Making date and time sense from the SQL Server Agent job history table

Sometimes you’ve got to wonder why database developers do things the way the do. Take for example the sysjobhistory table in the SQL Server msdb database. Its got two awful columns namely run_date and run_time. Why are they awful you ask? Well because they are integer representations of the date and time. Just look at the following examples to see the stupidity.

run_date run_time Actual
20091123 230000 2009-11-23 23:00:00
20091123 230001 2009-11-23 23:00:01
20091123 234500 2009-11-23 23:45:00
20091124 0 2009-11-24 00:00:00
20091124 0 2009-11-24 00:00:01
20091124 1000 2009-11-24 00:10:00
20091124 3000 2009-11-24 00:30:00
20091124 10000 2009-11-24 01:00:00
20091124 10636 2009-11-24 01:06:36

Now if you’re wanting to do something meaningful with them you’ll want to represent them as a DATETIME data type most likely. After searching for a quick and easy way I decided to hack a quick bit of TSQL up and put it up here so hopefully others might benefit.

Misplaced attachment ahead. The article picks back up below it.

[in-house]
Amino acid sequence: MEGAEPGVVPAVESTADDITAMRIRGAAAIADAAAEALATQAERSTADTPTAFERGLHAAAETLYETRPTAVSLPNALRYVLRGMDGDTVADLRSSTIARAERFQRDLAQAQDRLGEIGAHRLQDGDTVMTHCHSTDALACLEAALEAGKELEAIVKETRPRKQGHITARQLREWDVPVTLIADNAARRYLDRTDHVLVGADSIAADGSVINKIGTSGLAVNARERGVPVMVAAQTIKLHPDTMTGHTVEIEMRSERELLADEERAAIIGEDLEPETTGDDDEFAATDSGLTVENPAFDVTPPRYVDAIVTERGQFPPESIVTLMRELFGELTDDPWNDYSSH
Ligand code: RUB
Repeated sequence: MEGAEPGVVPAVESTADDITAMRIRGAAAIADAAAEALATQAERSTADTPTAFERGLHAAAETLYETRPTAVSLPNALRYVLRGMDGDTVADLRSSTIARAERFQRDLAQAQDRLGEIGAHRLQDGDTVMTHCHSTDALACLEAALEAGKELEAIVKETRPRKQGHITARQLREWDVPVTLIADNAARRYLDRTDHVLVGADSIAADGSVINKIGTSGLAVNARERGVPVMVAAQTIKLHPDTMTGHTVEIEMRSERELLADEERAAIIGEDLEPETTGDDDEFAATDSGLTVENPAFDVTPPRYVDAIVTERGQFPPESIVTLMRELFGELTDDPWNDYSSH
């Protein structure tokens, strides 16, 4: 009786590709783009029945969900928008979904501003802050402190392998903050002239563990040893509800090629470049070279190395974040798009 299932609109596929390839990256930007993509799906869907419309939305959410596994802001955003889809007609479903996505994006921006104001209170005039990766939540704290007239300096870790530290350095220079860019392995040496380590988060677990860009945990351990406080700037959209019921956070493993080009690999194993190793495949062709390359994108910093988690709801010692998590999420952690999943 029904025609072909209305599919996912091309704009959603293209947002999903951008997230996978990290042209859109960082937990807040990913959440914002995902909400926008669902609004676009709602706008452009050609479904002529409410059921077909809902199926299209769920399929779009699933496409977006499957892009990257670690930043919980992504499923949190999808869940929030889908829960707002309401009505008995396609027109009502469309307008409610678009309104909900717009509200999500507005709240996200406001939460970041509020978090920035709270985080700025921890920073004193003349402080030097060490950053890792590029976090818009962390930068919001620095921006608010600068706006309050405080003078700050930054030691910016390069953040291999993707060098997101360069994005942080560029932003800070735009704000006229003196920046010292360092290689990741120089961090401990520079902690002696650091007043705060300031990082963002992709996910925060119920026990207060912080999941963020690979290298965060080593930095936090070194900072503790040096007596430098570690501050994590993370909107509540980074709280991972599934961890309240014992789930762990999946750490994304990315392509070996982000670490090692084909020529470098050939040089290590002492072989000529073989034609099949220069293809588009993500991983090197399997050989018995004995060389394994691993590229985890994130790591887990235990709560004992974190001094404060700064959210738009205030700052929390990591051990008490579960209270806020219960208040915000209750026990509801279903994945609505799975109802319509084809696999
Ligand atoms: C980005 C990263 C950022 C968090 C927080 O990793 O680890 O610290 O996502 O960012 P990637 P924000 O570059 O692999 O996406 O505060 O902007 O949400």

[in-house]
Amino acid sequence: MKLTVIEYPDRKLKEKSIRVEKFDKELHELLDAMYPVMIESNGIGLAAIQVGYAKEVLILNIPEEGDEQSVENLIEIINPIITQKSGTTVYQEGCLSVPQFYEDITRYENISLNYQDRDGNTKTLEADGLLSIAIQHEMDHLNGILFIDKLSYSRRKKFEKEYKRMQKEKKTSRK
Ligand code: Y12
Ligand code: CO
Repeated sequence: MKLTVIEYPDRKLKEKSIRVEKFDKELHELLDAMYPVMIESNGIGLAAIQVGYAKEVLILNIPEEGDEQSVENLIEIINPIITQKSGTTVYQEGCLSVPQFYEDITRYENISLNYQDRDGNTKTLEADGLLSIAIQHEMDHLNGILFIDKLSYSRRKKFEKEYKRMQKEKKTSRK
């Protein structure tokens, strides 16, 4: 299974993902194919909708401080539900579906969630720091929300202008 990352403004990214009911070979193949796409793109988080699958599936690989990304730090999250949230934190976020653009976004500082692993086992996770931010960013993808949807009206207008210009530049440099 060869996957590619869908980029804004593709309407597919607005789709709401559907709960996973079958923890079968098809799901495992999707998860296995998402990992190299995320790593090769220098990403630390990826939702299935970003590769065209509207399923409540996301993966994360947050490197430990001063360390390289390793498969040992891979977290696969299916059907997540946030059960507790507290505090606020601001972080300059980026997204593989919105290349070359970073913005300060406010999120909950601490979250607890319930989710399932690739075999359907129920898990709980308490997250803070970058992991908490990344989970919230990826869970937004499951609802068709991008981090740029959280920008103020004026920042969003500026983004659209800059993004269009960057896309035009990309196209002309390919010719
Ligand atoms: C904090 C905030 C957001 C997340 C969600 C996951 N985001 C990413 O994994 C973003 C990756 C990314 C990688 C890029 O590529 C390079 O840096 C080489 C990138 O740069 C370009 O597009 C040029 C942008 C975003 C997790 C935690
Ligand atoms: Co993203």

SELECT    CONVERT(DATETIME, 
            STUFF(STUFF(CONVERT(VARCHAR, [run_date]), 7, 0, '-'), 5, 0, '-') + 
            ' ' + 
            STUFF(STUFF(RIGHT('00000' + CONVERT(VARCHAR, [run_time]), 6), 5, 0, ':'), 3, 0, ':'), 120)
FROM    [msdb]..[sysjobhistory]
 

Let me know in the comments if you found it useful or if you have a more elegant way. If you use it a lot, make a user-defined function taking in the two values. I leave that in your capable hands.